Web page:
Contractions, water breaking, cervical dilatation –these are famous signs of labor, even for those for whom childbirth is not on their minds. But other things happen too and, if you’re preparing to give birth, you’re probably interested in a step-by-step guide to labor, so here it is.
The first stage of labor is known as the latent phase. It is characterized by irregular contractions. Initially, these contractions can be separated by intervals of many hours. The cervix will soften, making it easier to dilate as labor progresses. Keep your energy levels high by staying hydrated and eating and sleeping adequately. If you experience regular contractions, or if your water breaks, notify your obstetrician and get to the hospital as soon as possible. Sometimes, the hospital may send you back, telling you that it was a false alarm, but you must play it safe.
The next stage of labor begins when the interval between contractions is down to 7-10 minutes. By this time, your cervix will have dilated to a couple of centimeters or so. In the delivery room, a nurse will attach a monitor to keep track of your contractions and the heart rate of the fetus. Your obstetrician will stop by to examine you. If a normal vaginal delivery is expected, your obstetrician will let you know if there are any signs that you may need to be induced or delivered by cesarean section. Keep in mind that things can change in the course of labor. For example, if you don’t dilate enough after a certain amount of time, your obstetrician may have to change your delivery plan from vaginal to surgical (cesarean) delivery. C-sections are very common, and if you should need one do not worry.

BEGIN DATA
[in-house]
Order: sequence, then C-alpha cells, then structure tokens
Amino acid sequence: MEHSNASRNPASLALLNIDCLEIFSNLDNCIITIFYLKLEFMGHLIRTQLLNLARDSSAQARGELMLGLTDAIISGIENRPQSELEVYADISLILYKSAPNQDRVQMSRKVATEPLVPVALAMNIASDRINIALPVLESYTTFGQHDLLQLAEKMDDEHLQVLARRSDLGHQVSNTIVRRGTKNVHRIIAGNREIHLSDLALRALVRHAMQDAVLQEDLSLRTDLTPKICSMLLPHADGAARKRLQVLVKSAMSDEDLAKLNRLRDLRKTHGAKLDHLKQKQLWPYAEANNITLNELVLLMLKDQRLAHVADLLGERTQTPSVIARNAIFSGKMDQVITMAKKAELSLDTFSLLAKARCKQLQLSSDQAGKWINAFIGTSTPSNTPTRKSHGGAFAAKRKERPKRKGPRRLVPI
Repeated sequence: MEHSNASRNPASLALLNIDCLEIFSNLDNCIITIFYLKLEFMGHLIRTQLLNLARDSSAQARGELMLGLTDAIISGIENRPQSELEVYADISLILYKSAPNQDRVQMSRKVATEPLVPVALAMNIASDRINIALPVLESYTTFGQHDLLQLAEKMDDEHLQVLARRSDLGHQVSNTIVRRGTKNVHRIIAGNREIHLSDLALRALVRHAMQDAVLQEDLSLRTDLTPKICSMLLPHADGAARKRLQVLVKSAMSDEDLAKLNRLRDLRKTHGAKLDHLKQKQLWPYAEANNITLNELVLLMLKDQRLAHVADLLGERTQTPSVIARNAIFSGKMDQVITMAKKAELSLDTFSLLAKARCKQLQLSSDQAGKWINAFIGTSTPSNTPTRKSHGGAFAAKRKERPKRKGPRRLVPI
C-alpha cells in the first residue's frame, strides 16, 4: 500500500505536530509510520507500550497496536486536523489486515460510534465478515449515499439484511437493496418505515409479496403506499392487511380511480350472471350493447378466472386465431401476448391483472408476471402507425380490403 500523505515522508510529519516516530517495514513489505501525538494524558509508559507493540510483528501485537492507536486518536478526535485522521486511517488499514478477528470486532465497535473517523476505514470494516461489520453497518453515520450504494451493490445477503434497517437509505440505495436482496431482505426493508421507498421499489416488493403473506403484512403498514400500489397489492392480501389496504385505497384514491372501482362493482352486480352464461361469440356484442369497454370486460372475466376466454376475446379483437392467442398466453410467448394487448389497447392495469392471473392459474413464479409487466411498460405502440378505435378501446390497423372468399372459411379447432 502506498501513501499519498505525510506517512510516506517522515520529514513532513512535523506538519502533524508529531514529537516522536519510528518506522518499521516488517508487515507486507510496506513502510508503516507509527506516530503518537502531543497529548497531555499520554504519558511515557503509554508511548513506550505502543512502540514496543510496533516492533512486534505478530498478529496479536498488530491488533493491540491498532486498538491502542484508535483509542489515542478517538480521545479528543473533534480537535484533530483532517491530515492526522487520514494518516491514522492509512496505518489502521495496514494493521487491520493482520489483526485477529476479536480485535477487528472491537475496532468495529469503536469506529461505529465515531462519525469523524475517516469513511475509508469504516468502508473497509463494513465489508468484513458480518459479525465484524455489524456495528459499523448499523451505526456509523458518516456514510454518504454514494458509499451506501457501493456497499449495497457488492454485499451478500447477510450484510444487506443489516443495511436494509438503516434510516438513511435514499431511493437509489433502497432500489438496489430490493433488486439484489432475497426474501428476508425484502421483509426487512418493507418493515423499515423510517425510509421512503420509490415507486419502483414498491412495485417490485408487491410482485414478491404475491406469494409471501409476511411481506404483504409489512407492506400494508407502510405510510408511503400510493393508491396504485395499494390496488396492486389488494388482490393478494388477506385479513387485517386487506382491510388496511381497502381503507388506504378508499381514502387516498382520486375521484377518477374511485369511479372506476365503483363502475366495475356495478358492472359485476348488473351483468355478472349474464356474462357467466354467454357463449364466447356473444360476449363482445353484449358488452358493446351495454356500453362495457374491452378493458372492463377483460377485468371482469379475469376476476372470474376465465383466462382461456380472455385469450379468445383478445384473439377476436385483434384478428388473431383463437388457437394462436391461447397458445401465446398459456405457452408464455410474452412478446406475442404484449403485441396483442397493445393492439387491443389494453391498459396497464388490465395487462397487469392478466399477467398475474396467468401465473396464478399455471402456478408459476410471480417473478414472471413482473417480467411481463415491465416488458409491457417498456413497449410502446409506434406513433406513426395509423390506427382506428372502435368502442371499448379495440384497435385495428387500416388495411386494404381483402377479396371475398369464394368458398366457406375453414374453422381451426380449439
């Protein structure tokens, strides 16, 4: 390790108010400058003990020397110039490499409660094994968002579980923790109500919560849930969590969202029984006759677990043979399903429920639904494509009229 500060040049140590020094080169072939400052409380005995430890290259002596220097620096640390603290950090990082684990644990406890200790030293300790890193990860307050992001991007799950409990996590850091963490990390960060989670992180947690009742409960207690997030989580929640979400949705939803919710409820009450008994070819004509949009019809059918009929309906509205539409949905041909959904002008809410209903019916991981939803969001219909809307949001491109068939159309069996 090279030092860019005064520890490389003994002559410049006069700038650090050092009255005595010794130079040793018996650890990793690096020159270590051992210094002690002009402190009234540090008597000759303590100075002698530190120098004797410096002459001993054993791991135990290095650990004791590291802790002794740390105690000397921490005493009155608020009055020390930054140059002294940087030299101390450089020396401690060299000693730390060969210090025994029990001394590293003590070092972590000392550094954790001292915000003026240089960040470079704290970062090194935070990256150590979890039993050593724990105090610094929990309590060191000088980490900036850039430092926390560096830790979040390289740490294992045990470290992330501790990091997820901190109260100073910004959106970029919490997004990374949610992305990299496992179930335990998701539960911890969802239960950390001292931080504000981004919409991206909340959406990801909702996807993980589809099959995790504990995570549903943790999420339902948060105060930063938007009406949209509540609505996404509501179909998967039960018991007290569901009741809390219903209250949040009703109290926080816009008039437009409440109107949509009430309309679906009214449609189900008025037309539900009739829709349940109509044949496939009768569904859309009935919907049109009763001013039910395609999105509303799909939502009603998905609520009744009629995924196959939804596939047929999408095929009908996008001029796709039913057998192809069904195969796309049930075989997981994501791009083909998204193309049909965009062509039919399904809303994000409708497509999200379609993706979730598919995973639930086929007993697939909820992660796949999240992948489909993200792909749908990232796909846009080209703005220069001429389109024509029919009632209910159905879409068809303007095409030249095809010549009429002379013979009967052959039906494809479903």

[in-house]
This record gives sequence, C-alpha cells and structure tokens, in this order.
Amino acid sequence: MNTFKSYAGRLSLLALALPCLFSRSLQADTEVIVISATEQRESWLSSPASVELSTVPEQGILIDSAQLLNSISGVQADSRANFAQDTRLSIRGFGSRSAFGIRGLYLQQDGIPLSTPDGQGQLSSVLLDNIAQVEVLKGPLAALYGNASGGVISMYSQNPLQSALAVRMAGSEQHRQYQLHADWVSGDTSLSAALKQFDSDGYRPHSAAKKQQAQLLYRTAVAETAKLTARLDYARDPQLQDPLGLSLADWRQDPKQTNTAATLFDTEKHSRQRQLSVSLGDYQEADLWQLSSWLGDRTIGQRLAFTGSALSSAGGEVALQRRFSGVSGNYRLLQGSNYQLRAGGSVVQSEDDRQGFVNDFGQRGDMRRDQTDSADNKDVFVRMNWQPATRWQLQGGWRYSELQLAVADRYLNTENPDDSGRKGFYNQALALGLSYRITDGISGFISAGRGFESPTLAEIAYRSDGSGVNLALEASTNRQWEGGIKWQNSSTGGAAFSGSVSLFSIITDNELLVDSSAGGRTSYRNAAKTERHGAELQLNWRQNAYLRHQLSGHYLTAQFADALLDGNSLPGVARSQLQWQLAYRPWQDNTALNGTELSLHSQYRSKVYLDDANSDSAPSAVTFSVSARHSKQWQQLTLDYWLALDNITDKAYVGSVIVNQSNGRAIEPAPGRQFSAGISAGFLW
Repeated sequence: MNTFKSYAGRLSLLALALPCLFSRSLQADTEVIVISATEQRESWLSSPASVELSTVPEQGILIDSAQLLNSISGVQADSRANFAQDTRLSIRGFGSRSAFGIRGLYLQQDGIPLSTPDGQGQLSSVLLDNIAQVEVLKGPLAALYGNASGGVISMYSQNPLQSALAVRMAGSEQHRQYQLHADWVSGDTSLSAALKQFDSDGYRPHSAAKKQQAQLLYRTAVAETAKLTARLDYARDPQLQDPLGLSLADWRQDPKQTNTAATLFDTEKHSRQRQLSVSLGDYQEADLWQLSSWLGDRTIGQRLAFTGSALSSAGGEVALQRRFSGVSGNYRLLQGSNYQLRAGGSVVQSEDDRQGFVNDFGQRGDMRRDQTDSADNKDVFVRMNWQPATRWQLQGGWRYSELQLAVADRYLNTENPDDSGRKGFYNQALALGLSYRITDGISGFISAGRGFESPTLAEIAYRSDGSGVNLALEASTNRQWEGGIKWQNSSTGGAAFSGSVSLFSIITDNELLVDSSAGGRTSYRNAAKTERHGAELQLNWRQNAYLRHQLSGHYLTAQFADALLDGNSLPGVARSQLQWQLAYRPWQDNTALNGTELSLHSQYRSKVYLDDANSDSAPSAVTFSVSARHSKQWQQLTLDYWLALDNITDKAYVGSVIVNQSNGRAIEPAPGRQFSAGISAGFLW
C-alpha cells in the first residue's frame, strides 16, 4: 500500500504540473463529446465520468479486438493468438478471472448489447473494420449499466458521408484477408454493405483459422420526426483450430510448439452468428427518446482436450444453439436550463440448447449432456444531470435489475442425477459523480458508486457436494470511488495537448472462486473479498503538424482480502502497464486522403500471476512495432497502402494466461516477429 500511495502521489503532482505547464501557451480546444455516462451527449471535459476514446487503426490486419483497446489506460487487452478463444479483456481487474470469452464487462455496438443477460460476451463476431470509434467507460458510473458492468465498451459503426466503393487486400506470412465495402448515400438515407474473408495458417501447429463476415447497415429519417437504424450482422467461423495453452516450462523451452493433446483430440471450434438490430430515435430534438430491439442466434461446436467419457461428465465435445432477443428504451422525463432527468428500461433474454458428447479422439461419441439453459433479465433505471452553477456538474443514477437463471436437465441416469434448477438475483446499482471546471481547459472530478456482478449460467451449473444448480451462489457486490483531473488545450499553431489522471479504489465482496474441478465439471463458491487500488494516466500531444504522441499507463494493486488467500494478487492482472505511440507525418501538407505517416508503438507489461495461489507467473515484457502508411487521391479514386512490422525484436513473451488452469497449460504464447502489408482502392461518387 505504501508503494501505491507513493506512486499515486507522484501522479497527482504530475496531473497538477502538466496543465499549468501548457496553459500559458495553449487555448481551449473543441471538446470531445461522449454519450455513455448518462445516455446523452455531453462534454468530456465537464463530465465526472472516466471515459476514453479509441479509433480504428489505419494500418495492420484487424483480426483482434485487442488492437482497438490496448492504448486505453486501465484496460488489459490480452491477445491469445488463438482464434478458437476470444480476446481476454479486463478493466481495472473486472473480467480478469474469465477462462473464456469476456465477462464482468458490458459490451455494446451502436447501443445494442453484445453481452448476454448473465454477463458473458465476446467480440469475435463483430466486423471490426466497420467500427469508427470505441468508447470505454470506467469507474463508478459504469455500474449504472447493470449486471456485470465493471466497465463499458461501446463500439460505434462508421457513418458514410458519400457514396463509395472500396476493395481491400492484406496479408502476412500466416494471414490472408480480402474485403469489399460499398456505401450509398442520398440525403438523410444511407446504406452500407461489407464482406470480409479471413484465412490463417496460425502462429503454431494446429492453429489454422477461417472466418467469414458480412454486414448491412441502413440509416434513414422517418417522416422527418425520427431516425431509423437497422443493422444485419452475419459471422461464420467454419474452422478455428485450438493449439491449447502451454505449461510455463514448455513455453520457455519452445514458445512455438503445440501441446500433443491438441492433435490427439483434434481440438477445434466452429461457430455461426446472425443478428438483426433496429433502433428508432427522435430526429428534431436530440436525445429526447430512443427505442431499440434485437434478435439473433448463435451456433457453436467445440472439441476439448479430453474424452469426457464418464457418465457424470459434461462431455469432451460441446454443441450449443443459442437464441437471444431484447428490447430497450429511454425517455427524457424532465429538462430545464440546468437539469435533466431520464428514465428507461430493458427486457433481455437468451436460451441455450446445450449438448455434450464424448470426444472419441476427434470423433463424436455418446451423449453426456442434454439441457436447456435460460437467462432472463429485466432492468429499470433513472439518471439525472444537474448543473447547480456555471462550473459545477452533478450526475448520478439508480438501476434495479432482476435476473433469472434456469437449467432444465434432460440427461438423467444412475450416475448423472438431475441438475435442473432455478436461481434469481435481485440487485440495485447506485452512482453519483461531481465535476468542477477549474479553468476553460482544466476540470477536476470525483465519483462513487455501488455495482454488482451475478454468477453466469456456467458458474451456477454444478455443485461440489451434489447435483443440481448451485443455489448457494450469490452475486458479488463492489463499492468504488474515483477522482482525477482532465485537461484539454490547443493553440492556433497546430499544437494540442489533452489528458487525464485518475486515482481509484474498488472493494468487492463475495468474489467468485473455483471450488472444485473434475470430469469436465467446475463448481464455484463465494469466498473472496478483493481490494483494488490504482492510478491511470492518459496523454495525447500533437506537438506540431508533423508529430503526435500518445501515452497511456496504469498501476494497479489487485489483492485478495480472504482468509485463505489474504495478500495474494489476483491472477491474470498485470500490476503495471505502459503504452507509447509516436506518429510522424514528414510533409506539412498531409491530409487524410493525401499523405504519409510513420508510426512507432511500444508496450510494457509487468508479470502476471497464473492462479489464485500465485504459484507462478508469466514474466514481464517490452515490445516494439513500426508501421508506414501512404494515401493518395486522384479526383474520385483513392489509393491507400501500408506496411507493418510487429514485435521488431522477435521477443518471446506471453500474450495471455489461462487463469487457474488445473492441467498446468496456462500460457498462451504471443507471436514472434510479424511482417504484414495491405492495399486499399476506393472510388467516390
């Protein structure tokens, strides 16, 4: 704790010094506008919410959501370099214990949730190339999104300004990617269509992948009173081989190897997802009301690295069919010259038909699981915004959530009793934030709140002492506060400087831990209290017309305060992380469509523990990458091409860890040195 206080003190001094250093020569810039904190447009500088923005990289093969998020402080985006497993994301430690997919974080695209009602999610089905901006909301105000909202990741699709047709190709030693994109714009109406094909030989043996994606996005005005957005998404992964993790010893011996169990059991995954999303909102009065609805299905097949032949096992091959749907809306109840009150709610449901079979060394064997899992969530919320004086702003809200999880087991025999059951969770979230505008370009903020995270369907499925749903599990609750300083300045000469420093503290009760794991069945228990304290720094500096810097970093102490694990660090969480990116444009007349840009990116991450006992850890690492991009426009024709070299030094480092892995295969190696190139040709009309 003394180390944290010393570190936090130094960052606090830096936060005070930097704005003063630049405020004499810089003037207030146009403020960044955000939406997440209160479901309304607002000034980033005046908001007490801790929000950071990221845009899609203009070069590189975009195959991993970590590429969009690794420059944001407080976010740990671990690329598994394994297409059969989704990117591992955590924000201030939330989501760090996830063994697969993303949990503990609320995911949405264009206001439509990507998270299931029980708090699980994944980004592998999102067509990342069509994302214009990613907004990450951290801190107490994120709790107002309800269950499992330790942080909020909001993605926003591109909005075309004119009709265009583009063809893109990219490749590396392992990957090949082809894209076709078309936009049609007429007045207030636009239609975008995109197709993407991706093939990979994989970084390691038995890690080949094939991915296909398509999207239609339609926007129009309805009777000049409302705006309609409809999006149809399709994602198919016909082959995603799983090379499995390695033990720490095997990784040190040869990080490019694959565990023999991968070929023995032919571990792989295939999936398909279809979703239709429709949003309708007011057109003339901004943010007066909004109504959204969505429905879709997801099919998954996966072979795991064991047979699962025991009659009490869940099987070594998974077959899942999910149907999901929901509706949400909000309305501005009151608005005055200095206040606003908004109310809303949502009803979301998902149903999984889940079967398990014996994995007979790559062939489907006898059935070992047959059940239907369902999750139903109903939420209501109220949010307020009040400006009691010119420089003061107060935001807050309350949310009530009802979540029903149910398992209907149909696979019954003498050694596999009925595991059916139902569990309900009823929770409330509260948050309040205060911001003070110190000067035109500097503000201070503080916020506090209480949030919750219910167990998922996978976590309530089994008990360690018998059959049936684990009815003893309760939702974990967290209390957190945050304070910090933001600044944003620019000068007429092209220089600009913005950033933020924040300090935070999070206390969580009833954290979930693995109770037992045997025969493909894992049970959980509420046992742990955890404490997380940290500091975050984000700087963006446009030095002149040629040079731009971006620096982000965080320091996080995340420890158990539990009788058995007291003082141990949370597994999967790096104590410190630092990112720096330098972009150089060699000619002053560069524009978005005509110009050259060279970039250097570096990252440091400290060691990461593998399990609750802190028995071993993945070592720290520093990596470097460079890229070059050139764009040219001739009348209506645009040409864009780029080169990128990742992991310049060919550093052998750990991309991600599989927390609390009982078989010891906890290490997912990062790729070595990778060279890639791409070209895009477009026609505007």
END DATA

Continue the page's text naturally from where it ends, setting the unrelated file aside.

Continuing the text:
Labor can take a lot of time and, as it progresses, nurses, midwives, and obstetricians may find that the fetus is not in a good position, and may try to move it by placing you in various positions. If your water doesn’t break spontaneously, the obstetrician may break it with an instrument. You also will be given an oxytocin drip to accelerate the labor. It is possible that you will avoid the need for a C-section, but the doctor will need to employ suction to help get the fetus out through the cervix.
At some point during labor, an anesthesiologist will come in to administer epidural anesthesia. If you are having a C-section, sometimes the anesthesiologist and obstetrician will decide on spinal anesthesia, which is similar to epidural, but stronger. In either case, you can remain awake for your baby’s birth.
As vaginal delivery approaches, sometimes you will be asked to push, and other time to relax, as the fetus progresses through the birth canal. If you deliver by C-section, you won’t have to do anything, but you’ll be able to stay awake.